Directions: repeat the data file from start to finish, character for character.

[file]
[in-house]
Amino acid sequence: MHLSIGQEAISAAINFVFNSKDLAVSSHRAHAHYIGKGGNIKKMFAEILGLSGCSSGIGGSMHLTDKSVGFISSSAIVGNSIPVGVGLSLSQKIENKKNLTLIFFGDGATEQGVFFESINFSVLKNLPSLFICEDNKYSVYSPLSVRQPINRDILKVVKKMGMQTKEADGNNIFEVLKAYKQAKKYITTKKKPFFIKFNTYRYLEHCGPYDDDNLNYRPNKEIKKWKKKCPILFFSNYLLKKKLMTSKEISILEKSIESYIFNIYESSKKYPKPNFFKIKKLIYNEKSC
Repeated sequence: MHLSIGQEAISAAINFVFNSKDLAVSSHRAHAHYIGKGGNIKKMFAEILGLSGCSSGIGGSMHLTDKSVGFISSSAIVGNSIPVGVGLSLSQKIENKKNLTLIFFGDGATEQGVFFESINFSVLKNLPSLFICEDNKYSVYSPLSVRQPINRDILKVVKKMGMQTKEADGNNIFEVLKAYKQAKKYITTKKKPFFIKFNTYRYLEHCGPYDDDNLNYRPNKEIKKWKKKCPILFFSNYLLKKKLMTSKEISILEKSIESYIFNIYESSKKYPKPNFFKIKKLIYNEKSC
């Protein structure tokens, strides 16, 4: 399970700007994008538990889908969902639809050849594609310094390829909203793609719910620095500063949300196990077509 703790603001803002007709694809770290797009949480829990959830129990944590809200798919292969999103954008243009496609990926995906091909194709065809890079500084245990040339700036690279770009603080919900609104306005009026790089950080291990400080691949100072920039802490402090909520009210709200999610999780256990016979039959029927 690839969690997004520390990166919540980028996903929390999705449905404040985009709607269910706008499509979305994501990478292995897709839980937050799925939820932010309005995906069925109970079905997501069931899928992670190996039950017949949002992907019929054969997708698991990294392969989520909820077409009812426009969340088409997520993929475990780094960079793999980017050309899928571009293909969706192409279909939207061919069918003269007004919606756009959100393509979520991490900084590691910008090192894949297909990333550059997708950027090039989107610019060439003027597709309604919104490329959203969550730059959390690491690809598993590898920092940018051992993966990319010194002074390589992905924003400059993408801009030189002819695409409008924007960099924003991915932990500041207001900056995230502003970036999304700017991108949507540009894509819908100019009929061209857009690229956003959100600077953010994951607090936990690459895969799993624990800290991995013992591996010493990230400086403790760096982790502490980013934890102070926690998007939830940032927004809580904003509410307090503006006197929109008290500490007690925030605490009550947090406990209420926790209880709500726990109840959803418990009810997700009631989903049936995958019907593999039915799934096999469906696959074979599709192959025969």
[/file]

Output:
[in-house]
Amino acid sequence: MHLSIGQEAISAAINFVFNSKDLAVSSHRAHAHYIGKGGNIKKMFAEILGLSGCSSGIGGSMHLTDKSVGFISSSAIVGNSIPVGVGLSLSQKIENKKNLTLIFFGDGATEQGVFFESINFSVLKNLPSLFICEDNKYSVYSPLSVRQPINRDILKVVKKMGMQTKEADGNNIFEVLKAYKQAKKYITTKKKPFFIKFNTYRYLEHCGPYDDDNLNYRPNKEIKKWKKKCPILFFSNYLLKKKLMTSKEISILEKSIESYIFNIYESSKKYPKPNFFKIKKLIYNEKSC
Repeated sequence: MHLSIGQEAISAAINFVFNSKDLAVSSHRAHAHYIGKGGNIKKMFAEILGLSGCSSGIGGSMHLTDKSVGFISSSAIVGNSIPVGVGLSLSQKIENKKNLTLIFFGDGATEQGVFFESINFSVLKNLPSLFICEDNKYSVYSPLSVRQPINRDILKVVKKMGMQTKEADGNNIFEVLKAYKQAKKYITTKKKPFFIKFNTYRYLEHCGPYDDDNLNYRPNKEIKKWKKKCPILFFSNYLLKKKLMTSKEISILEKSIESYIFNIYESSKKYPKPNFFKIKKLIYNEKSC
């Protein structure tokens, strides 16, 4: 399970700007994008538990889908969902639809050849594609310094390829909203793609719910620095500063949300196990077509 703790603001803002007709694809770290797009949480829990959830129990944590809200798919292969999103954008243009496609990926995906091909194709065809890079500084245990040339700036690279770009603080919900609104306005009026790089950080291990400080691949100072920039802490402090909520009210709200999610999780256990016979039959029927 690839969690997004520390990166919540980028996903929390999705449905404040985009709607269910706008499509979305994501990478292995897709839980937050799925939820932010309005995906069925109970079905997501069931899928992670190996039950017949949002992907019929054969997708698991990294392969989520909820077409009812426009969340088409997520993929475990780094960079793999980017050309899928571009293909969706192409279909939207061919069918003269007004919606756009959100393509979520991490900084590691910008090192894949297909990333550059997708950027090039989107610019060439003027597709309604919104490329959203969550730059959390690491690809598993590898920092940018051992993966990319010194002074390589992905924003400059993408801009030189002819695409409008924007960099924003991915932990500041207001900056995230502003970036999304700017991108949507540009894509819908100019009929061209857009690229956003959100600077953010994951607090936990690459895969799993624990800290991995013992591996010493990230400086403790760096982790502490980013934890102070926690998007939830940032927004809580904003509410307090503006006197929109008290500490007690925030605490009550947090406990209420926790209880709500726990109840959803418990009810997700009631989903049936995958019907593999039915799934096999469906696959074979599709192959025969």